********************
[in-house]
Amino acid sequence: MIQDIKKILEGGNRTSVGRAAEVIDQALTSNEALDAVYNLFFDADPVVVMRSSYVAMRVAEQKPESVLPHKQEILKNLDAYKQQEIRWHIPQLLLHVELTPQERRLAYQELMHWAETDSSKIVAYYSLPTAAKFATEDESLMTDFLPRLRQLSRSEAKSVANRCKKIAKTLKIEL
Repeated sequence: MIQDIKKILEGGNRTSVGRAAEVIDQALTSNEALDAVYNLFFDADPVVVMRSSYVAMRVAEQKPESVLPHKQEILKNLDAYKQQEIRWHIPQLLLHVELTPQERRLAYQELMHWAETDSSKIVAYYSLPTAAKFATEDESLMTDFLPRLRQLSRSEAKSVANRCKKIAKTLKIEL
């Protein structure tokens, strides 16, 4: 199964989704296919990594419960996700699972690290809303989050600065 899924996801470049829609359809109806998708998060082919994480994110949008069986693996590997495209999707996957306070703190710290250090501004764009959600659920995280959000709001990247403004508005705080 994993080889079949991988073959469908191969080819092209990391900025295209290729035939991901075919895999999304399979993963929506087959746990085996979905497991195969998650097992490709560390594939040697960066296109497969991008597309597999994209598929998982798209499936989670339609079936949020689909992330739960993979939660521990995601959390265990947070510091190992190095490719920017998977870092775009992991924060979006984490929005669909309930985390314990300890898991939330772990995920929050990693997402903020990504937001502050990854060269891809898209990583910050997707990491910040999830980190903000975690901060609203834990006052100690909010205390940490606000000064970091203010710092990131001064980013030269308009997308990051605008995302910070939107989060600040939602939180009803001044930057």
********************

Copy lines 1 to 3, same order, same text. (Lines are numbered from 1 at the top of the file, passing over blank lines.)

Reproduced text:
[in-house]
Amino acid sequence: MIQDIKKILEGGNRTSVGRAAEVIDQALTSNEALDAVYNLFFDADPVVVMRSSYVAMRVAEQKPESVLPHKQEILKNLDAYKQQEIRWHIPQLLLHVELTPQERRLAYQELMHWAETDSSKIVAYYSLPTAAKFATEDESLMTDFLPRLRQLSRSEAKSVANRCKKIAKTLKIEL
Repeated sequence: MIQDIKKILEGGNRTSVGRAAEVIDQALTSNEALDAVYNLFFDADPVVVMRSSYVAMRVAEQKPESVLPHKQEILKNLDAYKQQEIRWHIPQLLLHVELTPQERRLAYQELMHWAETDSSKIVAYYSLPTAAKFATEDESLMTDFLPRLRQLSRSEAKSVANRCKKIAKTLKIEL